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Nappi - A view from our expert author
The surroundings are superb, the villagers are friendly and the village now has an isolated eco-lodge deep in the rainforests at the base of the Kanuku Mountains.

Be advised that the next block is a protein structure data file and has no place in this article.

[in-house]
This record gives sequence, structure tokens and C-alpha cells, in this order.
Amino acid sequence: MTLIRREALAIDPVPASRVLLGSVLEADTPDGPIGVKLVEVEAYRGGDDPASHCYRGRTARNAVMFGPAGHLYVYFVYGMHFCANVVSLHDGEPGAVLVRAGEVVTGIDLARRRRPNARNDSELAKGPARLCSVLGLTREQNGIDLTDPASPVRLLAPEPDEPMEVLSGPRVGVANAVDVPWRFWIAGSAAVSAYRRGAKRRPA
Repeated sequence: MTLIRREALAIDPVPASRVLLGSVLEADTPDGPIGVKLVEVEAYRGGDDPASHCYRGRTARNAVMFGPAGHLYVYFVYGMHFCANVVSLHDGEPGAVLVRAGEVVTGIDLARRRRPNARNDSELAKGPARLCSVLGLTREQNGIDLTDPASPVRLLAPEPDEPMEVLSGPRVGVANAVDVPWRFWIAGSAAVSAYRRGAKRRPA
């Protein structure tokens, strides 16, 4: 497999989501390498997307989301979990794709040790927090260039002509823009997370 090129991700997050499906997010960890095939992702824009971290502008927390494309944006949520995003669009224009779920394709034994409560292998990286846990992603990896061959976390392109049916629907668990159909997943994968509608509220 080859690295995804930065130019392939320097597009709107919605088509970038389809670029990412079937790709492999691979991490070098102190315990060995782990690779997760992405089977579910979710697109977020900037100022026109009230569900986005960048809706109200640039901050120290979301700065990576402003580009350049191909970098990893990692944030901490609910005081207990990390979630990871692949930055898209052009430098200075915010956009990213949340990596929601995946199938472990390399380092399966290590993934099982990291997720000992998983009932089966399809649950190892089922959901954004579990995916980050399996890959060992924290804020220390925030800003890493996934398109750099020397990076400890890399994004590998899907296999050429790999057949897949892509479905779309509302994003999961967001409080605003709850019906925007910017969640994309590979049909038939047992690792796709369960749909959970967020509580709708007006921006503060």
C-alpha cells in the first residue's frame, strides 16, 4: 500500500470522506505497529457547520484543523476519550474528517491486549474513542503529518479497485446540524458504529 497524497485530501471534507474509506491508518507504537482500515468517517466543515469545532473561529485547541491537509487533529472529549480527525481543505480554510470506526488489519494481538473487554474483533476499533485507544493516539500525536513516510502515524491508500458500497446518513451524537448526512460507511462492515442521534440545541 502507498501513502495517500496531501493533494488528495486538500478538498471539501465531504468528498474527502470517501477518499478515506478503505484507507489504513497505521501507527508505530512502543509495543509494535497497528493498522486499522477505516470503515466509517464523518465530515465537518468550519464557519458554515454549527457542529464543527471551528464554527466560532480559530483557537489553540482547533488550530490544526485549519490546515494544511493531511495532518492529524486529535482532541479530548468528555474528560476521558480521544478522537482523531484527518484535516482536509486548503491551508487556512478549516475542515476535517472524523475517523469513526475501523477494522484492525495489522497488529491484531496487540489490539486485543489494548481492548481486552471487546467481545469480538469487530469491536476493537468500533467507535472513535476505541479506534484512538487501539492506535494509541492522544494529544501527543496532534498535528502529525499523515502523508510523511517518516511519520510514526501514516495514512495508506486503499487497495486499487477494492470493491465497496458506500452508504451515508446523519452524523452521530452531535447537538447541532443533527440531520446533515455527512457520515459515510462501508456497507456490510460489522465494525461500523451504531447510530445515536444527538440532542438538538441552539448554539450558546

Nappi is a small but spread-out Amerindian village in the southern end of the north Rupununi Savannas, 20 miles from Lethem. The Makushi village is built along the savannas that run up against the foothills of the Kanuku Mountains. In the past Nappi was known mainly to outside visitors as being the source of intricate balata crafts, but the village is now a top-notch ecotourism destination in Guyana. The community of Nappi has long depended on sustenance farming, fishing and hunting for their daily survival. In order to make money, many men leave the village to find work in mining or timber concessions in Guyana, or go to nearby Brazil in search of jobs. With the species-rich Kanuku Mountains at their doorstep, many villagers also depended on the (often illegal) wildlife trade as a source of income. The expert huntsmen used their skills to capture a range of mammals and birds; the amount they sold them for was a tiny fraction of what the animals would receive at their destinations in North America, Europe or elsewhere. The wildlife trade is an old business in Guyana, but it is also not a sustainable one. Villagers are aware of this and are open to new ways to generate income from their surroundings. With the help of Foster Parrots Ltd (www.fosterparrots.com), a US-based nonprofit parrot rescue, adoption and sanctuary organisation, Nappi is now looking to ecotourism as an alternative means of income.